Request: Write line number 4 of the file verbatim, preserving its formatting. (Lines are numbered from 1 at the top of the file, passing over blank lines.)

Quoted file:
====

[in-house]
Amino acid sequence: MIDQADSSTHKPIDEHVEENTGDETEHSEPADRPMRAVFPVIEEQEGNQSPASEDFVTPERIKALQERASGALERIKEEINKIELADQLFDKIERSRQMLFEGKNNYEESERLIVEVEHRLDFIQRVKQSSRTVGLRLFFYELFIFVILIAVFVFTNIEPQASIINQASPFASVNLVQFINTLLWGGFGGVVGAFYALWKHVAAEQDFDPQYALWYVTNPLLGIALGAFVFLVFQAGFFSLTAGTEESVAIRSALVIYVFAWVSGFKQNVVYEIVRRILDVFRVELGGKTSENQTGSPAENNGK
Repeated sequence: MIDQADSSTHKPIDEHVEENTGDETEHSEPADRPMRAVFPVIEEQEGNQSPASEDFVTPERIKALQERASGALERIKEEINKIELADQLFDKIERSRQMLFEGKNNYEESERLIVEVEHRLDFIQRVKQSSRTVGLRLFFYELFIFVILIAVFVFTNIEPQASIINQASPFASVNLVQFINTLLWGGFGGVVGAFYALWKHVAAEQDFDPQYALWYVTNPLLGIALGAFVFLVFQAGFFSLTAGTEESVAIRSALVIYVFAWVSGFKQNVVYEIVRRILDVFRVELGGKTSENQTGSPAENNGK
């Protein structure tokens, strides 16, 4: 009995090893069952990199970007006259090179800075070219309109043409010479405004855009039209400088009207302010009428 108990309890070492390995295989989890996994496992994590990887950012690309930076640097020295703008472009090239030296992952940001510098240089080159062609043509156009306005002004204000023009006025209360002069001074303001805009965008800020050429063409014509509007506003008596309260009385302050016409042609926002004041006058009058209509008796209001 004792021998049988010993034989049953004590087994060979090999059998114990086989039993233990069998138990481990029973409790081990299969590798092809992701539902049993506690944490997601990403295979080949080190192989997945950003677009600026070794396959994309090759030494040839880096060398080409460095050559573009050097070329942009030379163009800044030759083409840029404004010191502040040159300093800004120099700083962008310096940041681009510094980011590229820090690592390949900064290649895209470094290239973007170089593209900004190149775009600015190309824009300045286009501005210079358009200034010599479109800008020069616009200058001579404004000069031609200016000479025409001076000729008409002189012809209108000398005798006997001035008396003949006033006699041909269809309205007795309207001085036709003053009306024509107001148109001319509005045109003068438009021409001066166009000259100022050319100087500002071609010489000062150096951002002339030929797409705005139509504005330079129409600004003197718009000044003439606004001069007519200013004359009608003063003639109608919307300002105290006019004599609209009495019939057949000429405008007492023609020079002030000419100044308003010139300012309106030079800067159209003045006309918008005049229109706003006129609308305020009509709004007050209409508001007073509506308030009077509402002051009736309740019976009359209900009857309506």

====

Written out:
């Protein structure tokens, strides 16, 4: 009995090893069952990199970007006259090179800075070219309109043409010479405004855009039209400088009207302010009428 108990309890070492390995295989989890996994496992994590990887950012690309930076640097020295703008472009090239030296992952940001510098240089080159062609043509156009306005002004204000023009006025209360002069001074303001805009965008800020050429063409014509509007506003008596309260009385302050016409042609926002004041006058009058209509008796209001 004792021998049988010993034989049953004590087994060979090999059998114990086989039993233990069998138990481990029973409790081990299969590798092809992701539902049993506690944490997601990403295979080949080190192989997945950003677009600026070794396959994309090759030494040839880096060398080409460095050559573009050097070329942009030379163009800044030759083409840029404004010191502040040159300093800004120099700083962008310096940041681009510094980011590229820090690592390949900064290649895209470094290239973007170089593209900004190149775009600015190309824009300045286009501005210079358009200034010599479109800008020069616009200058001579404004000069031609200016000479025409001076000729008409002189012809209108000398005798006997001035008396003949006033006699041909269809309205007795309207001085036709003053009306024509107001148109001319509005045109003068438009021409001066166009000259100022050319100087500002071609010489000062150096951002002339030929797409705005139509504005330079129409600004003197718009000044003439606004001069007519200013004359009608003063003639109608919307300002105290006019004599609209009495019939057949000429405008007492023609020079002030000419100044308003010139300012309106030079800067159209003045006309918008005049229109706003006129609308305020009509709004007050209409508001007073509506308030009077509402002051009736309740019976009359209900009857309506």